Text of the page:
American Journal of Bioethics 5 (2):5 – 18 (2005)
From a twenty-first century partnership between bioethics and neuroscience, the modern field of neuroethics is emerging, and technologies enabling functional neuroimaging with unprecedented sensitivity have brought new ethical, social and legal issues to the forefront. Some issues, akin to those surrounding modern genetics, raise critical questions regarding prediction of disease, privacy and identity. However, with new and still-evolving insights into our neurobiology and previously unquantifiable features of profoundly personal behaviors such as social attitude, value and moral agency, the difficulty of carefully and properly interpreting the relationship between brain findings and our own self-concept is unprecedented. Therefore, while the ethics of genetics provides a legitimate starting point - even a backbone - for tackling ethical issues in neuroimaging, they do not suffice. Drawing on recent neuroimaging findings and their plausible real-world applications, we argue that interpretation of neuroimaging data is a key epistemological and ethical challenge. This challenge is two-fold. First, at the scientific level, the sheer complexity of neuroscience research poses challenges for integration of knowledge and meaningful interpretation of data. Second, at the social and cultural level, we find that interpretations of imaging studies are bound by cultural and anthropological frameworks. In particular, the introduction of concepts of self and personhood in neuroimaging illustrates the interaction of interpretation levels and is a major reason why ethical reflection on genetics will only partially help settle neuroethical issues. Indeed, ethical interpretation of such findings will necessitate not only traditional bioethical input but also a wider perspective on the construction of scientific knowledge.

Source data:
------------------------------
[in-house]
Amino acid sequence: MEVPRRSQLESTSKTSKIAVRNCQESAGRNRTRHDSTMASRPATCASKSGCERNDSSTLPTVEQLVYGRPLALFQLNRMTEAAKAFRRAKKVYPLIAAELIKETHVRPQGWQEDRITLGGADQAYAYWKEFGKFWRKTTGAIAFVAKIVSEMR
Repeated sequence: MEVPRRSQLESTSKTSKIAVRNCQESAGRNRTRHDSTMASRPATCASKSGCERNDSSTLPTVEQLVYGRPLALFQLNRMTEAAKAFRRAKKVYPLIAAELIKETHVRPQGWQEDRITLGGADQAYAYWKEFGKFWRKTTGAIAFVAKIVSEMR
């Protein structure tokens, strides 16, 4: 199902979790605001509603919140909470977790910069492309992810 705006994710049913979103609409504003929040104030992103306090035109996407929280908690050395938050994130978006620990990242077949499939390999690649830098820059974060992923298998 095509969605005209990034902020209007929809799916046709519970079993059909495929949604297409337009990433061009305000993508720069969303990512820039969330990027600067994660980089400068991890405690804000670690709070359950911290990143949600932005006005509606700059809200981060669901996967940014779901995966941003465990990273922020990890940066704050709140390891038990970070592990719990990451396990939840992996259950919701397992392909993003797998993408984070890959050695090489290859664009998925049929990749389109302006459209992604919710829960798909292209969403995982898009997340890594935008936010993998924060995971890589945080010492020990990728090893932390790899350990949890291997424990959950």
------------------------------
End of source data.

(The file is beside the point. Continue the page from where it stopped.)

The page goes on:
|Keywords||No keywords specified (fix it)|
|Categories||categorize this paper)|
References found in this work BETA
The Astonishing Hypothesis: The Scientific Search for the Soul.Francis Crick - 1994 - Scribners.
Sources of the Self: The Making of the Modern Identity.Charles Taylor - 1989 - Harvard University Press.
Toward a New Philosophy of Biology: Observations of an Evolutionist.Ernst Mayr - 1988 - Belknap Press of Harvard University Press.
FMRI Reveals Large-Scale Network Activation in Minimally Conscious Patients.Nicholas D. Schiff, D. Rodriguez-Moreno & A. Kamal - 2005 - Neurology 64:514-523.
Citations of this work BETA
Neuroscientific Challenges to Free Will and Responsibility.Adina L. Roskies - 2006 - Trends in Cognitive Sciences 10 (9):419-423.
Functional Neuroimaging and the Law: Trends and Directions for Future Scholarship.Stacey A. Tovino - 2007 - American Journal of Bioethics 7 (9):44 – 56.
A Leg to Stand On: Sir William Osler and Wilder Penfield's "Neuroethics".Joseph J. Fins - 2008 - American Journal of Bioethics 8 (1):37 – 46.
Similar books and articles
Interdependence of Theoretical Concepts and Neuroimaging Data.Christian G. Huber - 2009 - Poiesis and Praxis 6 (3-4):203-217.
Neuroscience and the Teaching of Mathematics.Kerry Lee & Swee Fong Ng - 2011 - Educational Philosophy and Theory 43 (1):81-86.
Neuroethics and Neuroimaging: Moving Toward Transparency.Joseph J. Fins - 2008 - American Journal of Bioethics 8 (9):46 – 52.
Ethical Questions in Functional Neuroimaging and Cognitive Enhancement.Danielle C. Turner & Barbara J. Sahakian - 2006 - Poiesis and Praxis 4 (2):81-94.
Neuroimaging and Disorders of Consciousness: Envisioning an Ethical Research Agenda.Joseph J. Fins, Judy Illes, James L. Bernat, Joy Hirsch, Steven Laureys & Emily Murphy - 2008 - American Journal of Bioethics 8 (9):3 – 12.
More Education, Less Administration: Reflections of Neuroimagers' Attitudes to Ethics Through the Qualitative Looking Glass. [REVIEW]A. Kehagia, K. Tairyan, C. Federico, G. Glover & J. Illes - 2012 - Science and Engineering Ethics 18 (4):775-788.
Neuroethics and Nanoethics: Do We Risk Ethical Myopia? [REVIEW]Sheri Alpert - 2008 - Neuroethics 1 (1):55-68.
Neuroethics: Defining the Issues in Theory, Practice, and Policy.Judy Illes (ed.) - 2005 - Oxford University Press.
Epistemological Considerations on Neuroimaging – a Crucial Prerequisite for Neuroethics.Christian G. Huber & Johannes Huber - 2009 - Bioethics 23 (6):340-348.
Added to index2009-01-28
Total downloads40 ( #128,442 of 2,163,731 )
Recent downloads (6 months)1 ( #348,100 of 2,163,731 )
How can I increase my downloads?